Cold weather can bring misery to people with Raynaud’s. Frigid temperatures trigger an abnormal response of constriction (or narrowing) of the blood vessels in the fingers, toes, nose and/or ears interrupting blood flow. As a result, fingers turn white and blue when cold, then bright red when warming and are extremely painful.
If you have Raynaud’s, you are at greater risk for frostbite and may develop sores on the tips of your fingers. You can still enjoy winter activities. Most of the symptoms can be managed with prevention and some lifestyle changes. Here are a few suggestions:
Wear gloves and mittens. Mittens tend to keep hands warmer than fingered gloves. Fingerless gloves with mitten caps are a great option and can also be used indoors as well.
Layer your clothing. Keep your body warm with layers. The Raynaud’s response occurs when the body becomes cold, not just your hands and feet. Wristies® and Limbkeepers® are two products that help with layering.
Cover exposed parts of your body. Wear a hat. Wear shirts with thumb openings or wear a Wristie® to cover your wrists. Wear a scarf.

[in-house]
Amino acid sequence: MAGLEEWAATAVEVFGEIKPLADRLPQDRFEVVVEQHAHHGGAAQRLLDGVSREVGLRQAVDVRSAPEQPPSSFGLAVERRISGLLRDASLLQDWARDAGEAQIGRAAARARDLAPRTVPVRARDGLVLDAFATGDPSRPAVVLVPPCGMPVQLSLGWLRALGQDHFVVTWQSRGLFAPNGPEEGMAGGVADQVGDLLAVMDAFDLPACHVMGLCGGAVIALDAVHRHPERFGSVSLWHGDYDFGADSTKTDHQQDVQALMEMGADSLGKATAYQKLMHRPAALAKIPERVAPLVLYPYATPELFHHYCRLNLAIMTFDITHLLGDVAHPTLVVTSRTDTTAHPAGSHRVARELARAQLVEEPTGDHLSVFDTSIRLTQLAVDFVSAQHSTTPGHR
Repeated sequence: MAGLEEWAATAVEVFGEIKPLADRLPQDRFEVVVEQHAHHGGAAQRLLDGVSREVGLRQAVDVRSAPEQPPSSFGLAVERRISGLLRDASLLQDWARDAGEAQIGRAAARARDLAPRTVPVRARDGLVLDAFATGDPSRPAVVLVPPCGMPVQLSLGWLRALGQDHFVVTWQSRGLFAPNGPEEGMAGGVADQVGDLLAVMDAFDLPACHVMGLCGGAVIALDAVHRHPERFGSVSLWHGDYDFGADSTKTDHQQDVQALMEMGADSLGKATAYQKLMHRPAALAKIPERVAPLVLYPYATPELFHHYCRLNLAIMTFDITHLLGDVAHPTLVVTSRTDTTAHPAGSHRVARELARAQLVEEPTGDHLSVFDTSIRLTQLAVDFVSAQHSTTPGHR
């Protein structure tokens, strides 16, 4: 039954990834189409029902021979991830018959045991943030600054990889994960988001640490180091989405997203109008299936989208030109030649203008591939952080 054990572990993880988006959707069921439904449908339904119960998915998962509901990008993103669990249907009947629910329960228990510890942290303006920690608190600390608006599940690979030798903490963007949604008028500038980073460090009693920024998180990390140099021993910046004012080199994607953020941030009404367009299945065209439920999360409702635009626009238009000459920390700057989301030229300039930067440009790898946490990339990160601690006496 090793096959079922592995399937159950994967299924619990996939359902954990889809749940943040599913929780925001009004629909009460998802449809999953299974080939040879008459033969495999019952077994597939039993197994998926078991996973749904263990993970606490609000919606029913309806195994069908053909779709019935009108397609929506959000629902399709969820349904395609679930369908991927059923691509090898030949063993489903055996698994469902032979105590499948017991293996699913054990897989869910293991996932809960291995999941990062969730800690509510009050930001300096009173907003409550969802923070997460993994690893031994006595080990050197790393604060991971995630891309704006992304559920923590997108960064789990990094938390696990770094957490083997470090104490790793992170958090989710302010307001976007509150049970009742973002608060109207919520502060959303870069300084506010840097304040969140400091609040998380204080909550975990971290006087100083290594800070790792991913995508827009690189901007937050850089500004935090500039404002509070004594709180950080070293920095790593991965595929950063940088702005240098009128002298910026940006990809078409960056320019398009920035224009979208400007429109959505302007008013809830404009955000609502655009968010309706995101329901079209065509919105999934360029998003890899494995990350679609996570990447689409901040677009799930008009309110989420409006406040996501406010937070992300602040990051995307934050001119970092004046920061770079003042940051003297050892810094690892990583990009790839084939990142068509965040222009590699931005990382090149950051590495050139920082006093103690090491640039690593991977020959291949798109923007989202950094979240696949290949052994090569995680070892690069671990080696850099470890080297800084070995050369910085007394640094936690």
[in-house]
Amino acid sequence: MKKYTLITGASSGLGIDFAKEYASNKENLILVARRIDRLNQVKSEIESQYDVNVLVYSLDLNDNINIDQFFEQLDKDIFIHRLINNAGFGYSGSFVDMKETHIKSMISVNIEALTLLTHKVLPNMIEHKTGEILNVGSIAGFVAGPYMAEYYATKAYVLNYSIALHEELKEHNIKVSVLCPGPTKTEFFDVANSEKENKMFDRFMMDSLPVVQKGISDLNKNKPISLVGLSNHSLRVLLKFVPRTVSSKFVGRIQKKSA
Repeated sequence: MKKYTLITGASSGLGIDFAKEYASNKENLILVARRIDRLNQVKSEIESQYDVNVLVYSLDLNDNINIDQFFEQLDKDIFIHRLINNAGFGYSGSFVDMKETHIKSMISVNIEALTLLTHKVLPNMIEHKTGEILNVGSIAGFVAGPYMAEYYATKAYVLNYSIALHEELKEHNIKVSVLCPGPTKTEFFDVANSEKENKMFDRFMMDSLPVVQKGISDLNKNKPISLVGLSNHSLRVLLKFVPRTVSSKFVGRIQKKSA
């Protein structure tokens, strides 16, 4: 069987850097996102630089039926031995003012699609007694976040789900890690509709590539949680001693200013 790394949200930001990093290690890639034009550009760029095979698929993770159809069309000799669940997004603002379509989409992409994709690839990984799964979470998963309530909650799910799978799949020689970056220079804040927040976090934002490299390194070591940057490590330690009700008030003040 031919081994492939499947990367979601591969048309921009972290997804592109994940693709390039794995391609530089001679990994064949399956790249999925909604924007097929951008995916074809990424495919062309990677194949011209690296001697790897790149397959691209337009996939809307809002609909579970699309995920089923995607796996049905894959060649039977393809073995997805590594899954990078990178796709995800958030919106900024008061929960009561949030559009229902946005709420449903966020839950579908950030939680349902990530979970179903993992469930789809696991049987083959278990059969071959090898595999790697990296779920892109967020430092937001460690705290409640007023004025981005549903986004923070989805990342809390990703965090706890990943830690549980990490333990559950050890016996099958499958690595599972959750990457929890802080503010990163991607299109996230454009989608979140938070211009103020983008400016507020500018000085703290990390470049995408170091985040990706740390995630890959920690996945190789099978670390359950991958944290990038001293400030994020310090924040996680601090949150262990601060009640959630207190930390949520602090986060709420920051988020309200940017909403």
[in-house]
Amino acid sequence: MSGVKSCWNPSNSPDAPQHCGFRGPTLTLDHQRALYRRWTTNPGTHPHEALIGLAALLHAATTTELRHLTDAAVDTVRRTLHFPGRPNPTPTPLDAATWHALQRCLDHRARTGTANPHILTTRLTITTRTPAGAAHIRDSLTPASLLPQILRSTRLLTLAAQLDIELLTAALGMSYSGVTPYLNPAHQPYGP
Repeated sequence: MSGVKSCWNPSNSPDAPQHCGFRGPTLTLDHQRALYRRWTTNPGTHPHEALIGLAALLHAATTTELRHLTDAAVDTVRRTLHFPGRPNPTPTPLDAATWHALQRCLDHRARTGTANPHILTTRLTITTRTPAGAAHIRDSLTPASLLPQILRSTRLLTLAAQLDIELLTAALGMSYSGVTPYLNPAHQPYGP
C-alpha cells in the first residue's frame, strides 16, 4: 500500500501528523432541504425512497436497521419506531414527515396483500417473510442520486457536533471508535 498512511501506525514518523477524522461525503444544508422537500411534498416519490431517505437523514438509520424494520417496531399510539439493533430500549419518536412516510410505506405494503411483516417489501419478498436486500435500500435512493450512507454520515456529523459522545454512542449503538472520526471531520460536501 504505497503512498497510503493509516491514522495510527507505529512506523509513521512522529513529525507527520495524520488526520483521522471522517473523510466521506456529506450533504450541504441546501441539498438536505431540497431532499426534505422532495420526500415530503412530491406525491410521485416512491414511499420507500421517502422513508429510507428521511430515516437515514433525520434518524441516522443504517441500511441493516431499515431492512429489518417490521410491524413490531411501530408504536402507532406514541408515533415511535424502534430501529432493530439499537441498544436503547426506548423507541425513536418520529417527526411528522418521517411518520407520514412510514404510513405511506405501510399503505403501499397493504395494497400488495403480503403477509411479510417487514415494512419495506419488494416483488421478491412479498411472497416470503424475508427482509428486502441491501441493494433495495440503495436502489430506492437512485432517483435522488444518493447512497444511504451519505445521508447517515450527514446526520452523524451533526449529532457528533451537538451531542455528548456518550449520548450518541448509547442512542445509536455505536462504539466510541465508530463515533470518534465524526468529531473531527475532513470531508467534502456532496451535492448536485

Hand Warmers. You can buy hand warmers at a sporting goods store, or make your own cheap! Simply take a sock and fill about ¾ full with dry, uncooked rice. Tie the sock and place in the microwave for 1-2 minutes. These warmers can be reused and are portable—just slip into your pocket on the way out the door.
Avoid handling cold objects. Use insulated cups for cold drinks. Use fingerless gloves when sweeping.
Stay hydrated. When you are dehydrated, your body limits blood flow to your skin. The water in your body holds heat. You become chilled faster in a cold environment when you are dehydrated.
Manage stress. Your blood vessels naturally narrow in response to stress. Decreasing stress is an important part of managing Raynaud’s. Ways to manage stress include meditating, exercising, and breathing deeply from your belly. Studies show that coloring or doing an art project can decrease stress hormones. Meditation and deep breathing have been shown to raise the temperature in hands and feet.
Don’t smoke. Smoking narrows blood vessels.
Exercise regularly. Exercise increases circulation. Go for a short, speedy walk. Do jumping jacks. If you sit for work, stand up, stretch or windmill your arms and take deep breaths every 15-20 minutes.
Don’t feel alone if you think you have Raynaud’s. “About 5-10% of Americans are affected by Raynaud’s,” according to www.raynauds.org, a great website for more information and support. To get help with treatment, contact a hand surgeon or a certified hand therapist, who are knowledgeable about strategies for managing your symptoms.
Stacy Hite, PT, DPT, MS, CHT is a certified hand therapist and a member of the American Society of Hand Therapists (ASHT). Disclaimer: Stacy Hite has no financial interests in Wristies® or Limbkeepers®.